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The different types of written business communication include marketing and sales materials, strategic management materials, and documentmentation related to compliance issues. Written recruitment materials would be another type of written business communication. Development of training protocols entails yet another form of this type of written material.
A company's marketing efforts usually involve producing a variety of advertising and marketing materials. These generally include written descriptions of products or services. Product descriptions and draft marketing materials may be circulated among a company's decision makers before a product launch occurs. Once management approves the proposed marketing materials, the written communication may be augmented and enhanced by graphic design elements before being distributed to the public.
Management strategies may be developed, reviewed, or revised in the form of written business communication. This may include writing a business plan, detailing strategic initiatives, or distributing internal memos to staff. These internally-produced materials may serve as a corporate record of the process involved in undertaking a particular course of action.
Compliance is yet another reason businesses produce written business communication. For example, if a new law is passed requiring a commercial enterprise to increase the amount of information necessary for reporting workplace injuries, a business may subsequently develop a more extensive documentation process for recording the data required by the new legislation. If a lawsuit is subsequently leveled against a business, internal written business communication may be revised, or new written documentation may be developed to ensure compliance with the law. This may not be public information, but likely would be used for internal operations.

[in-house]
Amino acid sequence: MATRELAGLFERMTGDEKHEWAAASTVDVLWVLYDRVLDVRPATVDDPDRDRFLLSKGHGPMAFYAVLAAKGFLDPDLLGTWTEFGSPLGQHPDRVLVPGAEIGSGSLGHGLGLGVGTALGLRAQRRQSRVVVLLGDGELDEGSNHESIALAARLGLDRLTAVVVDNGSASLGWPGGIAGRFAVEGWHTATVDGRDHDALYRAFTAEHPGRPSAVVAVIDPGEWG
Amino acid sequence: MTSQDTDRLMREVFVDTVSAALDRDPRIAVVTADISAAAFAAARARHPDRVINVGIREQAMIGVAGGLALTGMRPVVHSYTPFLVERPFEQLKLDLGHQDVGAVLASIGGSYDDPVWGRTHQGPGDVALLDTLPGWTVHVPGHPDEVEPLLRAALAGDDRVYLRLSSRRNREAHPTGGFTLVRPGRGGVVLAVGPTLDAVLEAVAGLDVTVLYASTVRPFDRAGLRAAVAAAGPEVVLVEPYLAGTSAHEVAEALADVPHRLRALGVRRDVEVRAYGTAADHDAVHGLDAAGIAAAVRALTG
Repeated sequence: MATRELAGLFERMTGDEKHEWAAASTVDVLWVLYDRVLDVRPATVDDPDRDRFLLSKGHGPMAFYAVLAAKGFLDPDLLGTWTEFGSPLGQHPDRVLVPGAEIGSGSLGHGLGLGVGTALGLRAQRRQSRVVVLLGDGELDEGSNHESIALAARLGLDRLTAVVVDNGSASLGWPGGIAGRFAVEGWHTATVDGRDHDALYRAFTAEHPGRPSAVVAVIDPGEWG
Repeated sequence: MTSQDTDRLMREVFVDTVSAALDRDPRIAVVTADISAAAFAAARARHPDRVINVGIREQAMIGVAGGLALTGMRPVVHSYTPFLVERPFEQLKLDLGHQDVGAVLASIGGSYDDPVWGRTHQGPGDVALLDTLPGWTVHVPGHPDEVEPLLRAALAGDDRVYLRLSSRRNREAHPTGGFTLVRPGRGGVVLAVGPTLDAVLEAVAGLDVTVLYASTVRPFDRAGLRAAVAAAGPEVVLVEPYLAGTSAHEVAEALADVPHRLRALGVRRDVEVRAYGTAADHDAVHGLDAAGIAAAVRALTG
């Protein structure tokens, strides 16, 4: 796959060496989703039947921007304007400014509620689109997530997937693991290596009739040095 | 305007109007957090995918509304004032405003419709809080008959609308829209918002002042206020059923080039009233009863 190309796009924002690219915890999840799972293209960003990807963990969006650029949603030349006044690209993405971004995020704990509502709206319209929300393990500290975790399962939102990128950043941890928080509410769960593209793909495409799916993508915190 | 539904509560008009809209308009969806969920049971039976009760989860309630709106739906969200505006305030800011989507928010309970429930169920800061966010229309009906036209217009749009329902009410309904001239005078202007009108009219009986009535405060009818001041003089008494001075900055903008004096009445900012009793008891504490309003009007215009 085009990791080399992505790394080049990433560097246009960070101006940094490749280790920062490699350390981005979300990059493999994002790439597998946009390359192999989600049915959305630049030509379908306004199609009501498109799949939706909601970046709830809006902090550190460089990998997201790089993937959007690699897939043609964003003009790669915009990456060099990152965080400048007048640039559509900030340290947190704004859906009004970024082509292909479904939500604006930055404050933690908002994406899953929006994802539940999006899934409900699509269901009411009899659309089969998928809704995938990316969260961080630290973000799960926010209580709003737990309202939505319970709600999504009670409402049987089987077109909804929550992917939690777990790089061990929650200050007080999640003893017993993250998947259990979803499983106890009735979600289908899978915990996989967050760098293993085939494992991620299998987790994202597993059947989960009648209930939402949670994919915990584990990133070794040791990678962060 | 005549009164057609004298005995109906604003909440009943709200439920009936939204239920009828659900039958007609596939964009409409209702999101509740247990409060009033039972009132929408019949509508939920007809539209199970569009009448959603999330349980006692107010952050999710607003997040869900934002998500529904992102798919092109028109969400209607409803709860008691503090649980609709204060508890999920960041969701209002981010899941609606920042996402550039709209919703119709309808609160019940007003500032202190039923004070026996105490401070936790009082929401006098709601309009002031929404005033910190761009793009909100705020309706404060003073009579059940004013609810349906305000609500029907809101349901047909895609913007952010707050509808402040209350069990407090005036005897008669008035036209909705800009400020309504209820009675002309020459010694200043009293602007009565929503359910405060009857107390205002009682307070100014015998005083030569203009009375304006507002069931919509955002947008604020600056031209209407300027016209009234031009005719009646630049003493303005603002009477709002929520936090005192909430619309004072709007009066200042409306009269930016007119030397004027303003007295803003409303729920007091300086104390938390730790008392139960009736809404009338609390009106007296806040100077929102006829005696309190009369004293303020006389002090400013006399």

Recruitment and staffing issues are a major reason for written business information, as accurate job descriptions are usually deemed critical to effectively assessing employee productivity. Often, businesses document staff performance issues in documents, sharing this information internally for various reasons. Reasons for producing this type of documentation may include the need to accurately capture staff performance, or to determine competitive compensatory rates. Sometimes this type of written business communication is used for defensive purposes, such as when a disgruntled employee lodges a lawsuit alleging unfair or illegal workplace policies or practices.
Training materials are another form of internal business communications. In highly technical positions, a business may create an extensive book-length instruction manual for certain tasks and procedures. When new technology is adopted, businesses often develop and distribute user guides within the company for employees.
Public relations is another impetus for development of written business communication. Press releases that are produced internally and released to the public enable a business to control the message about what the enterprise is doing. This is in contrast to news developments generated by members of the media, which when disseminated may negatively impact a company's reputation.